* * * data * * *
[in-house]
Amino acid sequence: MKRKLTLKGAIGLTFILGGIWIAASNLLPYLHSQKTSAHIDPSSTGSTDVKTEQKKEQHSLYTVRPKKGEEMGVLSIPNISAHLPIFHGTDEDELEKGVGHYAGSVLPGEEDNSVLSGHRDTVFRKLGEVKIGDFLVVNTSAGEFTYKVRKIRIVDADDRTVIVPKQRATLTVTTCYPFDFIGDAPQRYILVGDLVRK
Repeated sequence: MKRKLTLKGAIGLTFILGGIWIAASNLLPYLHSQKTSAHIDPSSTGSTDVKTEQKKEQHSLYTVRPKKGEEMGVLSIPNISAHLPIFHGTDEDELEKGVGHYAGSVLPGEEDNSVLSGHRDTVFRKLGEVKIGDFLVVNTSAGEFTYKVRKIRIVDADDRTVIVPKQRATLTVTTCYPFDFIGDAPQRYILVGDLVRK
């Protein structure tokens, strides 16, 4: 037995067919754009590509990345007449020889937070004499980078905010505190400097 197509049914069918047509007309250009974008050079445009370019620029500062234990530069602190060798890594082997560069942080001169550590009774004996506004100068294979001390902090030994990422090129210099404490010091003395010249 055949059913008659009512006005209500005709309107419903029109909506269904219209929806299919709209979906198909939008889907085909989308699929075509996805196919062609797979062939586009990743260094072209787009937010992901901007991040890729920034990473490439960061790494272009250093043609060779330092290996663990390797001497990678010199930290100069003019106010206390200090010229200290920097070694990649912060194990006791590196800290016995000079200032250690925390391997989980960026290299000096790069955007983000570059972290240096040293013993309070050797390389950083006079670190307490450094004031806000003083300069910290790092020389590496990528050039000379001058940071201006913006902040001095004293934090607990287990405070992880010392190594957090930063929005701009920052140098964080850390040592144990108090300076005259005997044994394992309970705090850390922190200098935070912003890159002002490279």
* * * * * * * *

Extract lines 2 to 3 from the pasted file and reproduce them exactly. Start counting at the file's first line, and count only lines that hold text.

Amino acid sequence: MKRKLTLKGAIGLTFILGGIWIAASNLLPYLHSQKTSAHIDPSSTGSTDVKTEQKKEQHSLYTVRPKKGEEMGVLSIPNISAHLPIFHGTDEDELEKGVGHYAGSVLPGEEDNSVLSGHRDTVFRKLGEVKIGDFLVVNTSAGEFTYKVRKIRIVDADDRTVIVPKQRATLTVTTCYPFDFIGDAPQRYILVGDLVRK
Repeated sequence: MKRKLTLKGAIGLTFILGGIWIAASNLLPYLHSQKTSAHIDPSSTGSTDVKTEQKKEQHSLYTVRPKKGEEMGVLSIPNISAHLPIFHGTDEDELEKGVGHYAGSVLPGEEDNSVLSGHRDTVFRKLGEVKIGDFLVVNTSAGEFTYKVRKIRIVDADDRTVIVPKQRATLTVTTCYPFDFIGDAPQRYILVGDLVRK